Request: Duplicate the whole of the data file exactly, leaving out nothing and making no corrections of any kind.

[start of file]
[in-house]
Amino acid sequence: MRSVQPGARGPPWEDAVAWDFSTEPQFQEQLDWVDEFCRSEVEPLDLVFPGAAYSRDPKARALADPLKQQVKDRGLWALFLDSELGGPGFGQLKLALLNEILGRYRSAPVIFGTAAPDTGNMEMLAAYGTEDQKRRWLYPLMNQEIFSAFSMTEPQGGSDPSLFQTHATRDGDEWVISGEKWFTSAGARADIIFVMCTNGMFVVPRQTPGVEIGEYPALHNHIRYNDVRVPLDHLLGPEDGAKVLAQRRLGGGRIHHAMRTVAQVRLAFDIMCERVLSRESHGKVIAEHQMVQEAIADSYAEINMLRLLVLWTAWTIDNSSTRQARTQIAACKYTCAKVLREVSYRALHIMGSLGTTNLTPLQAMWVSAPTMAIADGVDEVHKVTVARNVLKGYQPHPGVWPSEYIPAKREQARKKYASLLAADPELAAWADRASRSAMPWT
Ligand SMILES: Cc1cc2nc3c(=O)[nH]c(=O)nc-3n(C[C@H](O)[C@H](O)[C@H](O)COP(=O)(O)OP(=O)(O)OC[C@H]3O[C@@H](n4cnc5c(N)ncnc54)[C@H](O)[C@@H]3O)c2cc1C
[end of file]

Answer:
[in-house]
Amino acid sequence: MRSVQPGARGPPWEDAVAWDFSTEPQFQEQLDWVDEFCRSEVEPLDLVFPGAAYSRDPKARALADPLKQQVKDRGLWALFLDSELGGPGFGQLKLALLNEILGRYRSAPVIFGTAAPDTGNMEMLAAYGTEDQKRRWLYPLMNQEIFSAFSMTEPQGGSDPSLFQTHATRDGDEWVISGEKWFTSAGARADIIFVMCTNGMFVVPRQTPGVEIGEYPALHNHIRYNDVRVPLDHLLGPEDGAKVLAQRRLGGGRIHHAMRTVAQVRLAFDIMCERVLSRESHGKVIAEHQMVQEAIADSYAEINMLRLLVLWTAWTIDNSSTRQARTQIAACKYTCAKVLREVSYRALHIMGSLGTTNLTPLQAMWVSAPTMAIADGVDEVHKVTVARNVLKGYQPHPGVWPSEYIPAKREQARKKYASLLAADPELAAWADRASRSAMPWT
Ligand SMILES: Cc1cc2nc3c(=O)[nH]c(=O)nc-3n(C[C@H](O)[C@H](O)[C@H](O)COP(=O)(O)OP(=O)(O)OC[C@H]3O[C@@H](n4cnc5c(N)ncnc54)[C@H](O)[C@@H]3O)c2cc1C